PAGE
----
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Applications of Quantum Physics


Unit code: PHYS30101
Credit Rating: 10
Unit level: Level 3
Teaching period(s): Semester 1
Offered by School of Physics and Astronomy
Available as a free choice unit?: N

Requisites

Prerequisite

Aims

To develop the basic concepts of quantum mechanics and apply them to a variety of physical systems.

Overview

Applications of Quantum Physics

Learning outcomes

On completion successful students will be able to:

  1. calculate the probability of tunnelling through a barrier,
  2. solve simple eigenvalue problems for trapped particles,
  3. solve eigenvalue problems for two-state systems,
  4. add angular momenta in quantum mechanics and calculate the fine-structure of atomic energy levels,
  5. calculate first-order shifts in energy levels produced by external fields,
  6. define entangled states in quantum mechanics and use these to describe simple ideas of quantum information.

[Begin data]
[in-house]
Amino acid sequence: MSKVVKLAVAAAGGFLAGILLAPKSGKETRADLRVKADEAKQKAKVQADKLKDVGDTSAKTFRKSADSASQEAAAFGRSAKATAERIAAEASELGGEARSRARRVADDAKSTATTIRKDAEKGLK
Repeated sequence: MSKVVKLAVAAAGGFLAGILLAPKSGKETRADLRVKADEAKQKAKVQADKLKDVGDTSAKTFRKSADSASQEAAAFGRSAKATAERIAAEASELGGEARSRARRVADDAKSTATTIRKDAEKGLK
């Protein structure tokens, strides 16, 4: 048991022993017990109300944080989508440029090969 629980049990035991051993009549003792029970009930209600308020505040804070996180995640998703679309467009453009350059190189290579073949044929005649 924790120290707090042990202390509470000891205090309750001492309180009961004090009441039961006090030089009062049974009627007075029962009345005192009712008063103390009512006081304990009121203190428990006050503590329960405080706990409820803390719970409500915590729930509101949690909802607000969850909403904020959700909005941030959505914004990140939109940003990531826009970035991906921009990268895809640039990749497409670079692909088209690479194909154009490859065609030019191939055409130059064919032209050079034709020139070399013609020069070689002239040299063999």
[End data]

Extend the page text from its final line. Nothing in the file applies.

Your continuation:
Assessment methods

  • Written exam - 100%

Syllabus

 

Barriers and tunnelling
Applications to nuclear physics
Applications to layered semiconductors

 

Trapped particles
Quantum dots and artificial atoms
Quantum wires and quantum wells
First-order perturbation theory

 

Spin and other two-state systems
Angular momentum without angles
Spin and Pauli matrices
Adding angular momenta
Other two-state systems

 

Atoms in magnetic fields
Spin-orbit coupling and fine structure
Zeeman effect and Landé g-factor
Spectra and selection rules
Quantum dots in magnetic fields
Precession and NMR

 

Quantum information
Measurement in quantum mechanics
Entanglement
Quantum cryptography
 

Recommended reading

 

Recommended text:
Rae, A. I. M. Quantum Mechanics (Chapman and Hall)

 

Supplementary reading:
Gasiorowicz, S. Quantum Physics (Wiley)
Mandl, F. Quantum Mechanics (Wiley)
Miller, D.A.B. Quantum Mechanics for Scientists and Engineers (Cambridge)
 

Feedback methods

Feedback will be offered by tutors in examples classes. These classes will be based on weekly examples sheets; solutions will be issued. 

Study hours

  • Assessment written exam - 1.5 hours
  • Lectures - 22 hours
  • Independent study hours - 76.5 hours

Teaching staff

Sean Freeman - Unit coordinator

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